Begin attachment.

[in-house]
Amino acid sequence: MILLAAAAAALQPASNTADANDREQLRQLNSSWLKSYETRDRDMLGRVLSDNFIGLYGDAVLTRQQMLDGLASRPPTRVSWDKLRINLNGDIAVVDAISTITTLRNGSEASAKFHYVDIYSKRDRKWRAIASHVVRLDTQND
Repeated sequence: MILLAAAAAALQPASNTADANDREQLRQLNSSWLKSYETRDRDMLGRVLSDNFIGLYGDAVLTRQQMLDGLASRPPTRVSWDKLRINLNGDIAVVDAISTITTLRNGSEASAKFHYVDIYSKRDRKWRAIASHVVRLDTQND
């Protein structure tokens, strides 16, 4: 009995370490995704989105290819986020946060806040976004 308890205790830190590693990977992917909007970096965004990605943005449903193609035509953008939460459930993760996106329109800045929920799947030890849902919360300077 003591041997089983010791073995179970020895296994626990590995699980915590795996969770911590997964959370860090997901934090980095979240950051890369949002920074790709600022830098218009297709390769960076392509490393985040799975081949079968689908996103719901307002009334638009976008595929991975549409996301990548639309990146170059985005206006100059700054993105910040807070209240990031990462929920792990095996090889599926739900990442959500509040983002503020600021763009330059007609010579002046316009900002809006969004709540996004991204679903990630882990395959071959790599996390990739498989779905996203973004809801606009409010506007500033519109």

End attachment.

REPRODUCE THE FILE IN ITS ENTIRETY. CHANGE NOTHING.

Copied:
[in-house]
Amino acid sequence: MILLAAAAAALQPASNTADANDREQLRQLNSSWLKSYETRDRDMLGRVLSDNFIGLYGDAVLTRQQMLDGLASRPPTRVSWDKLRINLNGDIAVVDAISTITTLRNGSEASAKFHYVDIYSKRDRKWRAIASHVVRLDTQND
Repeated sequence: MILLAAAAAALQPASNTADANDREQLRQLNSSWLKSYETRDRDMLGRVLSDNFIGLYGDAVLTRQQMLDGLASRPPTRVSWDKLRINLNGDIAVVDAISTITTLRNGSEASAKFHYVDIYSKRDRKWRAIASHVVRLDTQND
């Protein structure tokens, strides 16, 4: 009995370490995704989105290819986020946060806040976004 308890205790830190590693990977992917909007970096965004990605943005449903193609035509953008939460459930993760996106329109800045929920799947030890849902919360300077 003591041997089983010791073995179970020895296994626990590995699980915590795996969770911590997964959370860090997901934090980095979240950051890369949002920074790709600022830098218009297709390769960076392509490393985040799975081949079968689908996103719901307002009334638009976008595929991975549409996301990548639309990146170059985005206006100059700054993105910040807070209240990031990462929920792990095996090889599926739900990442959500509040983002503020600021763009330059007609010579002046316009900002809006969004709540996004991204679903990630882990395959071959790599996390990739498989779905996203973004809801606009409010506007500033519109």